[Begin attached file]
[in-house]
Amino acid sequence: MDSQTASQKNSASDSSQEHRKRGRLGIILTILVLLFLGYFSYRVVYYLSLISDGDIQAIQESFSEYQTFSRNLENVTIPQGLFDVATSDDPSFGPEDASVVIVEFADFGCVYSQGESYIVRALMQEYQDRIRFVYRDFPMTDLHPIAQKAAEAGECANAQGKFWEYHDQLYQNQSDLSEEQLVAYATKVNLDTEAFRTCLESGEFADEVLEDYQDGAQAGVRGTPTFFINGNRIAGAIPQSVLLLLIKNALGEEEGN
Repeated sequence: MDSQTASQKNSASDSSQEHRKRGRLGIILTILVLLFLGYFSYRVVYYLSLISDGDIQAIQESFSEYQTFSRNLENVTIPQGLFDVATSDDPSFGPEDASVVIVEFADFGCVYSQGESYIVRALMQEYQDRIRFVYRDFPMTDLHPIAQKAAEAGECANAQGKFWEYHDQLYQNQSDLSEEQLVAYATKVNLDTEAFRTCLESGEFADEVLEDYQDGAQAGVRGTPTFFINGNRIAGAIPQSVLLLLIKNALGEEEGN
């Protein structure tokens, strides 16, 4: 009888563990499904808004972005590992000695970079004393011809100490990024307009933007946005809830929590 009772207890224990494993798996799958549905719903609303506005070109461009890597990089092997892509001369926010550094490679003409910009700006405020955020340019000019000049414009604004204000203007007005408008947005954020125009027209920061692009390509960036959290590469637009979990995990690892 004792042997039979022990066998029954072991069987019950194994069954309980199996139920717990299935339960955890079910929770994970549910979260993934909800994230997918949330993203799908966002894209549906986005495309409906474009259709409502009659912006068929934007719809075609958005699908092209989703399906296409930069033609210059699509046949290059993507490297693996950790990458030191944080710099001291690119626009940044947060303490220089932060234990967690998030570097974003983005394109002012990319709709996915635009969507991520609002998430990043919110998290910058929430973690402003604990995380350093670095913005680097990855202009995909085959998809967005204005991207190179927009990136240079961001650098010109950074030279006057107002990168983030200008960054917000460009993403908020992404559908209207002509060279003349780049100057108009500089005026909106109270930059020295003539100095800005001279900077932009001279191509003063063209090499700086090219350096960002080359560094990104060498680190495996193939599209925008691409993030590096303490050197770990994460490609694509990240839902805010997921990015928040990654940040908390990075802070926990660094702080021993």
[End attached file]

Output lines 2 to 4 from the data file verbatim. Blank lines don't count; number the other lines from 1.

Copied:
Amino acid sequence: MDSQTASQKNSASDSSQEHRKRGRLGIILTILVLLFLGYFSYRVVYYLSLISDGDIQAIQESFSEYQTFSRNLENVTIPQGLFDVATSDDPSFGPEDASVVIVEFADFGCVYSQGESYIVRALMQEYQDRIRFVYRDFPMTDLHPIAQKAAEAGECANAQGKFWEYHDQLYQNQSDLSEEQLVAYATKVNLDTEAFRTCLESGEFADEVLEDYQDGAQAGVRGTPTFFINGNRIAGAIPQSVLLLLIKNALGEEEGN
Repeated sequence: MDSQTASQKNSASDSSQEHRKRGRLGIILTILVLLFLGYFSYRVVYYLSLISDGDIQAIQESFSEYQTFSRNLENVTIPQGLFDVATSDDPSFGPEDASVVIVEFADFGCVYSQGESYIVRALMQEYQDRIRFVYRDFPMTDLHPIAQKAAEAGECANAQGKFWEYHDQLYQNQSDLSEEQLVAYATKVNLDTEAFRTCLESGEFADEVLEDYQDGAQAGVRGTPTFFINGNRIAGAIPQSVLLLLIKNALGEEEGN
């Protein structure tokens, strides 16, 4: 009888563990499904808004972005590992000695970079004393011809100490990024307009933007946005809830929590 009772207890224990494993798996799958549905719903609303506005070109461009890597990089092997892509001369926010550094490679003409910009700006405020955020340019000019000049414009604004204000203007007005408008947005954020125009027209920061692009390509960036959290590469637009979990995990690892 004792042997039979022990066998029954072991069987019950194994069954309980199996139920717990299935339960955890079910929770994970549910979260993934909800994230997918949330993203799908966002894209549906986005495309409906474009259709409502009659912006068929934007719809075609958005699908092209989703399906296409930069033609210059699509046949290059993507490297693996950790990458030191944080710099001291690119626009940044947060303490220089932060234990967690998030570097974003983005394109002012990319709709996915635009969507991520609002998430990043919110998290910058929430973690402003604990995380350093670095913005680097990855202009995909085959998809967005204005991207190179927009990136240079961001650098010109950074030279006057107002990168983030200008960054917000460009993403908020992404559908209207002509060279003349780049100057108009500089005026909106109270930059020295003539100095800005001279900077932009001279191509003063063209090499700086090219350096960002080359560094990104060498680190495996193939599209925008691409993030590096303490050197770990994460490609694509990240839902805010997921990015928040990654940040908390990075802070926990660094702080021993």